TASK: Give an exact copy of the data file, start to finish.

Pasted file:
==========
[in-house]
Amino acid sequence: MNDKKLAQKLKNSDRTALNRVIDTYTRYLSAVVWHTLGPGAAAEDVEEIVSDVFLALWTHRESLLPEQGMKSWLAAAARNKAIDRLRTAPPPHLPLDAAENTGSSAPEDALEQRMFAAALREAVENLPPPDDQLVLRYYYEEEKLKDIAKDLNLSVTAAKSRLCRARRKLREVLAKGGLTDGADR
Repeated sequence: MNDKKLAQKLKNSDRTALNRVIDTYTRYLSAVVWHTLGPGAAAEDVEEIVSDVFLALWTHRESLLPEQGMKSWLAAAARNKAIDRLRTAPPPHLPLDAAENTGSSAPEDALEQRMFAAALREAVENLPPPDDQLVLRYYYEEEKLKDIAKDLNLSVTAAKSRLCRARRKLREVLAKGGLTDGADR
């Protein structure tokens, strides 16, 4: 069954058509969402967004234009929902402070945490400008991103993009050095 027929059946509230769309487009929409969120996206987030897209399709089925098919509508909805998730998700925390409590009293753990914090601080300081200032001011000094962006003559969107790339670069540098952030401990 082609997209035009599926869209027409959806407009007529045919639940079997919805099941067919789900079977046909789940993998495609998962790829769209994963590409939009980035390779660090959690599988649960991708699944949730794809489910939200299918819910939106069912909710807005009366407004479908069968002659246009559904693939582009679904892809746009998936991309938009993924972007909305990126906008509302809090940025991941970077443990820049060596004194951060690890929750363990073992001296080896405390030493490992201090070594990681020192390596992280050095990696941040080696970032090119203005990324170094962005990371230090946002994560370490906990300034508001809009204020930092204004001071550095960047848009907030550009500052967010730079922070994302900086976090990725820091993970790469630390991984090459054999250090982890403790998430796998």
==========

[in-house]
Amino acid sequence: MNDKKLAQKLKNSDRTALNRVIDTYTRYLSAVVWHTLGPGAAAEDVEEIVSDVFLALWTHRESLLPEQGMKSWLAAAARNKAIDRLRTAPPPHLPLDAAENTGSSAPEDALEQRMFAAALREAVENLPPPDDQLVLRYYYEEEKLKDIAKDLNLSVTAAKSRLCRARRKLREVLAKGGLTDGADR
Repeated sequence: MNDKKLAQKLKNSDRTALNRVIDTYTRYLSAVVWHTLGPGAAAEDVEEIVSDVFLALWTHRESLLPEQGMKSWLAAAARNKAIDRLRTAPPPHLPLDAAENTGSSAPEDALEQRMFAAALREAVENLPPPDDQLVLRYYYEEEKLKDIAKDLNLSVTAAKSRLCRARRKLREVLAKGGLTDGADR
């Protein structure tokens, strides 16, 4: 069954058509969402967004234009929902402070945490400008991103993009050095 027929059946509230769309487009929409969120996206987030897209399709089925098919509508909805998730998700925390409590009293753990914090601080300081200032001011000094962006003559969107790339670069540098952030401990 082609997209035009599926869209027409959806407009007529045919639940079997919805099941067919789900079977046909789940993998495609998962790829769209994963590409939009980035390779660090959690599988649960991708699944949730794809489910939200299918819910939106069912909710807005009366407004479908069968002659246009559904693939582009679904892809746009998936991309938009993924972007909305990126906008509302809090940025991941970077443990820049060596004194951060690890929750363990073992001296080896405390030493490992201090070594990681020192390596992280050095990696941040080696970032090119203005990324170094962005990371230090946002994560370490906990300034508001809009204020930092204004001071550095960047848009907030550009500052967010730079922070994302900086976090990725820091993970790469630390991984090459054999250090982890403790998430796998």